mundane adventures in running
I can’t believe that I used to run without a smart phone. Somehow I was happy not to know how far I’d been, whether I was running negative splits, how my heart rate mapped onto elevation. I have vague memories of trying to run round Hampstead Heath with a constantly jumping Sony Mini Disc player.. or was it a CD Walkman?
It’s seldom that I’ll go out without a phone. The two naked races I’ve completed recently are the only times I’ve run sans technology this year (a bumbag for my phone would have spoilt the effect, and I think would have looked strangely pervy).
So I’ve become fairly reliant on apps for running. When I’m not using Citymapper to find a sensible way home, there are two which dominate: Runkeeper and Spotify.
Runkeeper is my go to tracking app. I’m not sure how I ended up using this one, but Strava is too competitive focused, the Nike one seems a bit gimmicky, Endomondo is charming but glitchy. Same goes for Spotify, I’m not sure why I ended up choosing it over its competitors. Perhaps it’s because it’s a friendly Swedish company and not a Silicon Valley monster, perhaps it’s fond memories of slavishly creating a sleng teng riddim playlist when they first launched.
I don’t always like music while I’m running. Sometimes I find that listening to music helps block out the sounds of the city so I can concentrate on my run, sometimes I find it helps me pass time or measure out 180bpm cadence. Other times music is just a distraction; increasingly I run without headphones. My music free runs tend to be faster and more evenly paced.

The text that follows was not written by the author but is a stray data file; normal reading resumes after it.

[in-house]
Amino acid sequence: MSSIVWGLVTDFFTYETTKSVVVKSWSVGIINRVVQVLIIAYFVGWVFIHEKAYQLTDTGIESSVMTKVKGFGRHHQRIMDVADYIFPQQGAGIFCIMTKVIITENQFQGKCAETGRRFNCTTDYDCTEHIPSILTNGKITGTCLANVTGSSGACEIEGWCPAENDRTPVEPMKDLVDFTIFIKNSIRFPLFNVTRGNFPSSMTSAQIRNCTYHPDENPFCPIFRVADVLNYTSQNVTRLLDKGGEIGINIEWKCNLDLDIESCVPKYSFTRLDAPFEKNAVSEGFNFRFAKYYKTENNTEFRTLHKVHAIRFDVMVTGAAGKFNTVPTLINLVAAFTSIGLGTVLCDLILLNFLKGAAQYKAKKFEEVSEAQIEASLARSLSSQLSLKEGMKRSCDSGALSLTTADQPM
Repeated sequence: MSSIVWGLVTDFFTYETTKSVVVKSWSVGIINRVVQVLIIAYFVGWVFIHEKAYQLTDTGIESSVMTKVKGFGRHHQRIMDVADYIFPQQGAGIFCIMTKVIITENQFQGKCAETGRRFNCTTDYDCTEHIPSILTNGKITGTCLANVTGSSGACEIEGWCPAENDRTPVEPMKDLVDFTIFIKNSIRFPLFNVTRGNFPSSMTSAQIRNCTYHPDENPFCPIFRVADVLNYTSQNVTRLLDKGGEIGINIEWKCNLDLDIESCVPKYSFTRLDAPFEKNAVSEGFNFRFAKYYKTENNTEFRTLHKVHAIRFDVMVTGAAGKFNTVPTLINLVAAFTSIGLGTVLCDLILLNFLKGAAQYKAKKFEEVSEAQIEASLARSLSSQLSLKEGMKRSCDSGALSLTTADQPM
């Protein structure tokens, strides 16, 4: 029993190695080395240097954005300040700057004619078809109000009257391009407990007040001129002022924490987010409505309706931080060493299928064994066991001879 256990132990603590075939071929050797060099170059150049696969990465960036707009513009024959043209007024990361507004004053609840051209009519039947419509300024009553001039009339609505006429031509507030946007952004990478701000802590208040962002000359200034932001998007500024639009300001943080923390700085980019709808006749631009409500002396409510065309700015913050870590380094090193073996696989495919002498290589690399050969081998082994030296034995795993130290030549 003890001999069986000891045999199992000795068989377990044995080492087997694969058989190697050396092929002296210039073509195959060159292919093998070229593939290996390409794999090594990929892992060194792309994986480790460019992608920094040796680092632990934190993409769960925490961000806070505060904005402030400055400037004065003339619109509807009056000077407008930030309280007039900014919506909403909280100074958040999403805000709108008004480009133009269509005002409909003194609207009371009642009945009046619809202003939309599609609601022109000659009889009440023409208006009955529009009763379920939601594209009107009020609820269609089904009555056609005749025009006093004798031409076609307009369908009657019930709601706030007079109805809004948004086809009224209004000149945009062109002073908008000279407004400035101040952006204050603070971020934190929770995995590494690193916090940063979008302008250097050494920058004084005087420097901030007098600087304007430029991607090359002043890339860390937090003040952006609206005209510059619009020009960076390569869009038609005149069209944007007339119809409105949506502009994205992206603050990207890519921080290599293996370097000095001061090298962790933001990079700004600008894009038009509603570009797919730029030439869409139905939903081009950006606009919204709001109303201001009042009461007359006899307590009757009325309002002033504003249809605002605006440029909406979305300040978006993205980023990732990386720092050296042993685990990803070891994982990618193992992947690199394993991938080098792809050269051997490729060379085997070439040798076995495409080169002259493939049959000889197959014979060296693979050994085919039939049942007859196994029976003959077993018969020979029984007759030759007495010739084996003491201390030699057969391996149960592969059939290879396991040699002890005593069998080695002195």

My choice of music when running is difficult. For long runs I often download whole albums I’ve not heard, and listen to them in order: a kind of Experience New Music Attrition, like getting stuck in a lift with Mary Ann Hobbs (*shudder*). Then there’s my random long run playlist, which is really random, and curated with a view to taking the listener through a journey of musical moods, to constantly surprise and to keep the listener upbeat and energised. Of course, I also have a couple of 180 playlists, intended to sync with my footfall and help my form (180 is the perfect cadence for most runners, more here, and ad infinitum elsewhere on the internet).
These last ones, 180 playlists, are difficult: Spotify doesn’t seem to note BPM in song details, so I rely on cherry picking music I like from other people’s 180 playlists. It works OK, but it does mean trawling through Evanescence and Train to get to anything listenable.
There’s no perfect solution right now, so I was excited that my running favourite apps had both introduced new features to help improve the music-whilst-running experience: Runkeeper DJ, and Spotify Running. Both promise pretty much the same thing
“Spotify Running gives you a non-stop mix of music you love. Every song matches you. Every beat drives you on.”
“With Runkeeper DJ, you can stop worrying about producing the perfect running playlist — we’ll take care of that for you! In fact, we’ll create playlists for you that match your exact running style.”